Oregon governor’s resignation shows power of local media

In-state journalists brought down John Kitzhaber without national outlets' help

AP875448804778.jpgKitz Gov. John Kitzhaber takes his oath of office in January alongside fiancee Cylvia Hayes. (AP Photo/Don Ryan)

The scandal that enveloped Oregon Gov. John Kitzhaber in recent months didn’t capture the attention of national political media the way New Jersey Gov. Chris Christie’s “Bridgegate” imbroglio or other state-level scandals have. A lack of proximity likely played a central role in this relatively light coverage — the New York–Washington media nexus is both geographically and politically removed from Salem, OR — as did the lack of potential ramifications for the 2016 presidential race.

But aggressive accountability reporting from local media there since since October has shown that Oregon’s political press corps didn’t need any help exposing a governor entangled in personal and professional conflicts of interest. Announced last week, the embattled Kitzhaber’s resignation became effective Wednesday. He blamed journalists for his fall from grace, saying in a statement that “it is deeply troubling to me to realize that we have come to a place in the history of this great state of ours where a person can be charged, tried, convicted, and sentenced by the media.” (Kitzhaber and his fiancee, Cylvia Hayes, are now the subjects of a federal grand jury investigation.)

“The media” to which he refers isn’t The New York Times, but rather the Willamette Week, Portland’s alt-weekly. The Week and other local outlets, including The Oregonian, spent months digging into the four-term Democrat’s ethical negligence. 

The thinning ranks of statehouse reporters has been much talked about at CJR and elsewhere, and many journalists openly worry about a potential rise in corruption as a result. Aggressive coverage in Oregon, however, forced the governor out of office just as the national media began to notice something was amiss. The work deserves praise for showing that concerted efforts by local news organizations can still pack a punch.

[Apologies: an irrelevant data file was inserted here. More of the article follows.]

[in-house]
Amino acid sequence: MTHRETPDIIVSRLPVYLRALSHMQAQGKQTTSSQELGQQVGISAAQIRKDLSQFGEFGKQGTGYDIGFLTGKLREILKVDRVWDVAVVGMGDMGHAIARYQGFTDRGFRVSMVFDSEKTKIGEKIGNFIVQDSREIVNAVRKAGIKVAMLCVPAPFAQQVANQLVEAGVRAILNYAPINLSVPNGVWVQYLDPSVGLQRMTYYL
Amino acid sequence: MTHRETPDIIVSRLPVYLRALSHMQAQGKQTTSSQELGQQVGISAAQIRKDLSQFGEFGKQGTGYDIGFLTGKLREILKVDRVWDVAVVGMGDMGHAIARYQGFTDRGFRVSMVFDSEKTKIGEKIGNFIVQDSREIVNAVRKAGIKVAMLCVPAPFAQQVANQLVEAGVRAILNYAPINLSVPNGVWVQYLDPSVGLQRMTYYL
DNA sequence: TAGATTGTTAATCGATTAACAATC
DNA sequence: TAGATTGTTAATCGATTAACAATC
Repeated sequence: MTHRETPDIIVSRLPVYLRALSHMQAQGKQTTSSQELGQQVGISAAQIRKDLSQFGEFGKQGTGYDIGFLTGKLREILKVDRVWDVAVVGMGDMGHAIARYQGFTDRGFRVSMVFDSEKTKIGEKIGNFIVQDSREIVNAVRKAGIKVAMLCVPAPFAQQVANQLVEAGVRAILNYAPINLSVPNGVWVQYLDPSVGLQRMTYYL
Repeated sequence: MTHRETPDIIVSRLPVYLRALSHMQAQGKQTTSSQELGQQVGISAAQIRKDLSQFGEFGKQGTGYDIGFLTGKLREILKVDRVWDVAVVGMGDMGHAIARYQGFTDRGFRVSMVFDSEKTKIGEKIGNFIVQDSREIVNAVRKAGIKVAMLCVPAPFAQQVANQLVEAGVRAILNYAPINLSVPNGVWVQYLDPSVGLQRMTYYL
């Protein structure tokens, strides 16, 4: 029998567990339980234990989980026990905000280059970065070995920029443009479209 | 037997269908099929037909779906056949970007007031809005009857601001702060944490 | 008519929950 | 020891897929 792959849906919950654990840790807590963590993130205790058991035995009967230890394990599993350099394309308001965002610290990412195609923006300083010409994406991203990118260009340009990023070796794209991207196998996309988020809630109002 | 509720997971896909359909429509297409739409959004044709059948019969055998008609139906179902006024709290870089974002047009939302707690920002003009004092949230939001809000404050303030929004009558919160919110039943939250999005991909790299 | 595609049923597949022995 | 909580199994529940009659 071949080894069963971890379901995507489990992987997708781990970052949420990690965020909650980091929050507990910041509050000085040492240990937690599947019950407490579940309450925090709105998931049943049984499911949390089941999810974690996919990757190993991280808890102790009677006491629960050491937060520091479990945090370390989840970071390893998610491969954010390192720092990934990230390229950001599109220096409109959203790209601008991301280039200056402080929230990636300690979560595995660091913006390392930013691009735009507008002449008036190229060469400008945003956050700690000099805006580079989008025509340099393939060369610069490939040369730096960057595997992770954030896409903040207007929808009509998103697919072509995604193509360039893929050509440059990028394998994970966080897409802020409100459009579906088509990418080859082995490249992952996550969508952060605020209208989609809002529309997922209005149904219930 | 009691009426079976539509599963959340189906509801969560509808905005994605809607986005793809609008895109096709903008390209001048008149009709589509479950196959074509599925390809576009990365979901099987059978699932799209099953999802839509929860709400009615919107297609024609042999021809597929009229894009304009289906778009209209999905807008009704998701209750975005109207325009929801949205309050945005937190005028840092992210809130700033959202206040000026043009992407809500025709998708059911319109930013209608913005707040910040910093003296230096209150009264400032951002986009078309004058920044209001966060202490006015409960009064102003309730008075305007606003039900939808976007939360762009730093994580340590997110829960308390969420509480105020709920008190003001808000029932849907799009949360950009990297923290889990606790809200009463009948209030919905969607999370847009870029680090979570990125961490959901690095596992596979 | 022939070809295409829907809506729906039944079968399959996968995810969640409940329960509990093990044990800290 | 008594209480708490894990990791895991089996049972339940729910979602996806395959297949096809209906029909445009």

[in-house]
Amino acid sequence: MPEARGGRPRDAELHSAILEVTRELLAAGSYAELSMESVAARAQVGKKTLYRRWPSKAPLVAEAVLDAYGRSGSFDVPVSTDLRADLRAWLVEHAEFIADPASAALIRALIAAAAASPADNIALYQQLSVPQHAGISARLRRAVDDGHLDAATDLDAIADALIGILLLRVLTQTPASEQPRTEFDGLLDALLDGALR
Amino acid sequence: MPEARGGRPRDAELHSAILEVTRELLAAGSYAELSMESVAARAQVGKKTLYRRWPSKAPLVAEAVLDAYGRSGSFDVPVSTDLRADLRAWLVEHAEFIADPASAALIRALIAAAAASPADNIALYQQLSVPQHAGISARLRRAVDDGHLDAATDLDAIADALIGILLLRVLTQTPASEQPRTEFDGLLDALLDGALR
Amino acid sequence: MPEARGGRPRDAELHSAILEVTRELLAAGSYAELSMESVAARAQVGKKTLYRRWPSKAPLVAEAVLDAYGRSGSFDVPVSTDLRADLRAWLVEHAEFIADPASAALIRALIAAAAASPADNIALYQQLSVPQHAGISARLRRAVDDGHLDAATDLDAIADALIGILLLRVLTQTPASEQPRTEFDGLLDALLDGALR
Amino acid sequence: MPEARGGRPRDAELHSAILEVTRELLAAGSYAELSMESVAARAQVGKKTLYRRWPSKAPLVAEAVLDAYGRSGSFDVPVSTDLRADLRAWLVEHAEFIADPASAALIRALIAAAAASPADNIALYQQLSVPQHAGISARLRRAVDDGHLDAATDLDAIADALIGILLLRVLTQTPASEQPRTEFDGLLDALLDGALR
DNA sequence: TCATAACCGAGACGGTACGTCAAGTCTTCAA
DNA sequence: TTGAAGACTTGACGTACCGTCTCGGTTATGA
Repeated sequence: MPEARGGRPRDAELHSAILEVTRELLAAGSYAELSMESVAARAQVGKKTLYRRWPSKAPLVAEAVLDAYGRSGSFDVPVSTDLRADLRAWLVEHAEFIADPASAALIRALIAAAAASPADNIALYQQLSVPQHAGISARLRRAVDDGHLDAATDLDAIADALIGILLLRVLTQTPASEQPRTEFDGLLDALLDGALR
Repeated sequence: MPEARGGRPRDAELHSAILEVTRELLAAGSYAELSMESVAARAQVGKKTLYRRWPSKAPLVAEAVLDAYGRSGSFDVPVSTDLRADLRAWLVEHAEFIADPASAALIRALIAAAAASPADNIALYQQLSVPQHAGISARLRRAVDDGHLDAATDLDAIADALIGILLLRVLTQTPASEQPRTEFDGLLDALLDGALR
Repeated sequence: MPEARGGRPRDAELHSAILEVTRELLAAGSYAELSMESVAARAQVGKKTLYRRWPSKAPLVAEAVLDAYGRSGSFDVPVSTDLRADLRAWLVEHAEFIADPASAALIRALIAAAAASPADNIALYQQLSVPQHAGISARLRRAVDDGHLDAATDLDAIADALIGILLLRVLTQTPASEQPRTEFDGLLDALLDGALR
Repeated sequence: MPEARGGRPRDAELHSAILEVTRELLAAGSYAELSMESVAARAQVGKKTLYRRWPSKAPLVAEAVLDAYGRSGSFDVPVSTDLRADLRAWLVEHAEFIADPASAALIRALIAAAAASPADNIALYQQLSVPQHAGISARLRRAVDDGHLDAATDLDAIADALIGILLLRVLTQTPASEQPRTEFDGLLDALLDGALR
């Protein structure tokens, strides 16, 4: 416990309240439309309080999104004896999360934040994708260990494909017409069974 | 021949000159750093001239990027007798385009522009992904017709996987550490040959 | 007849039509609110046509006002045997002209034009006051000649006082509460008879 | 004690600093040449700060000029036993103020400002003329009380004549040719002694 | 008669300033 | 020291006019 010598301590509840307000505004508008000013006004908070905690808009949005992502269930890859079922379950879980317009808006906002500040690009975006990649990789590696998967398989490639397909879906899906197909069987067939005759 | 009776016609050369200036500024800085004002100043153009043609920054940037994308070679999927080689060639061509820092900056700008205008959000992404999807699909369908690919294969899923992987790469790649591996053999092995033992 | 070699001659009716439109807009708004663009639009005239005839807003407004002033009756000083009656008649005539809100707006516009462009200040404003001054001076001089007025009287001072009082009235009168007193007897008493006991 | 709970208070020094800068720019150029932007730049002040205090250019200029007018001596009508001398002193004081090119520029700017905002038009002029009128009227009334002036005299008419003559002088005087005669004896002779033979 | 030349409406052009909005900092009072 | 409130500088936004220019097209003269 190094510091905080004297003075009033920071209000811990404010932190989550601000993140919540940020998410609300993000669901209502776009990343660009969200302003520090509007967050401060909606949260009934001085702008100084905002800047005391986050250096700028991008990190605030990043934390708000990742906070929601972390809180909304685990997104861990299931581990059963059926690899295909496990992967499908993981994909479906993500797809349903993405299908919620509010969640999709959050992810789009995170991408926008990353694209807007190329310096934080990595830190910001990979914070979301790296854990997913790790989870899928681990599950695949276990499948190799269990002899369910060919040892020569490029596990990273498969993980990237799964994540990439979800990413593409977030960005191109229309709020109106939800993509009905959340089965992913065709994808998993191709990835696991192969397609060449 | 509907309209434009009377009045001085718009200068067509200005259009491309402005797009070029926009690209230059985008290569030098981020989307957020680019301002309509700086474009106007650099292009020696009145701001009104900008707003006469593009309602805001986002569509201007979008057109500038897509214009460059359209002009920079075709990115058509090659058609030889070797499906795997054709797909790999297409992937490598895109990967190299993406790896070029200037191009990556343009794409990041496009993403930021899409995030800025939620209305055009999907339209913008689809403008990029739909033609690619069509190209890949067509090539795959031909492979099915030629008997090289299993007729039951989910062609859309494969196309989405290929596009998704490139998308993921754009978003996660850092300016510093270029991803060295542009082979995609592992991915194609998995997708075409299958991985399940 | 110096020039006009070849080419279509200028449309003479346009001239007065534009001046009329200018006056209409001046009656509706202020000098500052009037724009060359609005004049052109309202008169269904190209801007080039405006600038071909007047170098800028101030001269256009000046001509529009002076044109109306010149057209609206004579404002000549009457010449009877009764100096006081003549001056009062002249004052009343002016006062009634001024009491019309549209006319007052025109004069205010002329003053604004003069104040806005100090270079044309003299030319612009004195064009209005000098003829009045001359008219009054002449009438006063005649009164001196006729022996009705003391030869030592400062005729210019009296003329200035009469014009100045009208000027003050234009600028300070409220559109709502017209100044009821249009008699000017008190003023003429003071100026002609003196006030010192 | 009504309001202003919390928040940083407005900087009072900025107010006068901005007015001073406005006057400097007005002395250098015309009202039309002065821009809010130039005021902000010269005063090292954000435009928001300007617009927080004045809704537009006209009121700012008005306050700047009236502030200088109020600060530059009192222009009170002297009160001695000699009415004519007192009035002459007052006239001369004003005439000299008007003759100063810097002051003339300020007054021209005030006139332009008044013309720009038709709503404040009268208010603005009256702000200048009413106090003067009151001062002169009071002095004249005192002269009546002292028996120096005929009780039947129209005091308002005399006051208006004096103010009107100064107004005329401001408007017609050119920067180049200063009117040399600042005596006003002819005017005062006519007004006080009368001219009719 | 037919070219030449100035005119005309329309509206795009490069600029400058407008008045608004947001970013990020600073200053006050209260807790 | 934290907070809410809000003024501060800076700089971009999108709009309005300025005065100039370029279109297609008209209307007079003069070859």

“You used to have somebody break a big story, and then everybody else would be chasing it with everything they had,” said Nigel Jaquiss, a reporter at the Willamette Week. “There’s been a lot less of that in the last five or six years or seven years, as newspapers have had fewer resources. But I’ve seen that come back with this story — it has the feel of what you want with different organizations competing against one another.”

It all began with a parking ticket in December 2013. The next month, Jaquiss ran Hayes’ name “just for the sake of checking in,” he said, learning that the first lady had been cited for improper use of a Oregon State Police parking permit. “It’s not a big deal, but it went to the whole sense of entitlement that I believed she was feeling,” Jaquiss told CJR. “As soon as I wrote that very small piece, I probably got three or four more tips from people.”

Jaquiss gathered more string as the November gubernatorial election approached, filing public records requests on Hayes last summer. His eventual profile of the first lady, published Oct. 8, opened the floodgates for all subsequent reporting. Describing Hayes as perhaps “the most influential first lady in Oregon history,” the piece detailed potential conflicts of interest in Kitzhaber’s office, where Hayes, a private consultant on energy and economic issues, had also worked as an adviser to the governor. 

In November, I applauded Jaquiss’ feature for spearheading coverage of the governor and his fiancee’s alleged transgressions:

In reporting the story, Jaquiss also broke news that Hayes had married and quickly divorced an 18-year-old Ethiopian immigrant in 1997 (Hayes subsequently confessed that she was paid $5,000 to do so, a federal crime). After a follow-up public records request, Jaquiss reported that gubernatorial staffers had long quarrelled over Hayes’ potential ethics violations, and eventually ‘Kitzhaber’s office shaped the standards applied to Hayes.’”

Though Jaquiss has continued to own this story, other local outlets likewise upped the pressure on Kitzhaber. Hillary Borrud of EO Media Group/Pamplin Media Group revealed on Jan. 27 that Hayes had been paid $118,000 as an energy consultant while working in the governor’s office — “That really blew new life into the story,” Jaquiss said. The Oregonian’s Nick Budnick and Laura Gunderson followed with a Feb. 3 investigation, which showed how Kitzhaber confidantes helped create such lucrative jobs for the first lady.

The Oregonian also helped extend the story’s reach. On Feb. 4, the paper called for Kitzhaber’s resignation in an editorial, which The New York Times mentioned in its morning political roundup the following day. The Times and Washington Post eventually ran full stories on the governor on Feb. 11, and the Wall Street Journal did the same a day later. Kitzhaber announced his resignation on Feb. 13.

Perhaps that national attention was the straw that broke the governor’s back. Or perhaps not. The information uncovered by local news organizations was both damning and well-presented, so much so that Kitzhaber’s parting shot against “the media” rings especially hollow.

*This article has been updated after an interview with Willamatte Week reporter Nigel Jaquiss. 

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David Uberti is a CJR staff writer and senior Delacorte fellow. Follow him on Twitter @DavidUberti. Tags: